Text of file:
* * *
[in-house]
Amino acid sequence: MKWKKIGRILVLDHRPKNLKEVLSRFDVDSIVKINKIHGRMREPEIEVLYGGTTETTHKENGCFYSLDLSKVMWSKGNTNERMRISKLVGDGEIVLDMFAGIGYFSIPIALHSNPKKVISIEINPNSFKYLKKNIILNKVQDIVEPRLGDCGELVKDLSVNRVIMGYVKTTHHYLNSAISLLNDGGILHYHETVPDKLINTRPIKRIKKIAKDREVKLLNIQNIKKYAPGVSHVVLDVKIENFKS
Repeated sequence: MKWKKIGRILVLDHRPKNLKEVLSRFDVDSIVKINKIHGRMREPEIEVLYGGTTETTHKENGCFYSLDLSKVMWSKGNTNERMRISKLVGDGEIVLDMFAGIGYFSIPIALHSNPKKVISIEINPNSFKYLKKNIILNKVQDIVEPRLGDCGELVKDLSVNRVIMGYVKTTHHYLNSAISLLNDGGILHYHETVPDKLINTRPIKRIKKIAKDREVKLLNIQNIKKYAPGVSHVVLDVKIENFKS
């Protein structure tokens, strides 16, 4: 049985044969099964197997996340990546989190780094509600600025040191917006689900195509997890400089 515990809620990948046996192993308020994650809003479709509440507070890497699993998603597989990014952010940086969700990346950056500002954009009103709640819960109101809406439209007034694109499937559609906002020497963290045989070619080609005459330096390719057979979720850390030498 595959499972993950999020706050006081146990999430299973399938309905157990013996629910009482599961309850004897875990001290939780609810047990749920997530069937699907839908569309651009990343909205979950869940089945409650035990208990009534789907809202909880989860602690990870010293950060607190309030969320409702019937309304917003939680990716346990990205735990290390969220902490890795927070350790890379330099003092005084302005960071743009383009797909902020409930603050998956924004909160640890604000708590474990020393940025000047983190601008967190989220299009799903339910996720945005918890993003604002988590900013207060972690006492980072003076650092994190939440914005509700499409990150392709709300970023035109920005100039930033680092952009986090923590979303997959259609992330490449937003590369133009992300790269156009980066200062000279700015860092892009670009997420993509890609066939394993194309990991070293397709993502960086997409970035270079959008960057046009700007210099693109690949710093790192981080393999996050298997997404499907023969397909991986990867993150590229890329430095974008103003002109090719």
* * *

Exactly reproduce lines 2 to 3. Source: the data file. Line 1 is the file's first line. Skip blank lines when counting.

Amino acid sequence: MKWKKIGRILVLDHRPKNLKEVLSRFDVDSIVKINKIHGRMREPEIEVLYGGTTETTHKENGCFYSLDLSKVMWSKGNTNERMRISKLVGDGEIVLDMFAGIGYFSIPIALHSNPKKVISIEINPNSFKYLKKNIILNKVQDIVEPRLGDCGELVKDLSVNRVIMGYVKTTHHYLNSAISLLNDGGILHYHETVPDKLINTRPIKRIKKIAKDREVKLLNIQNIKKYAPGVSHVVLDVKIENFKS
Repeated sequence: MKWKKIGRILVLDHRPKNLKEVLSRFDVDSIVKINKIHGRMREPEIEVLYGGTTETTHKENGCFYSLDLSKVMWSKGNTNERMRISKLVGDGEIVLDMFAGIGYFSIPIALHSNPKKVISIEINPNSFKYLKKNIILNKVQDIVEPRLGDCGELVKDLSVNRVIMGYVKTTHHYLNSAISLLNDGGILHYHETVPDKLINTRPIKRIKKIAKDREVKLLNIQNIKKYAPGVSHVVLDVKIENFKS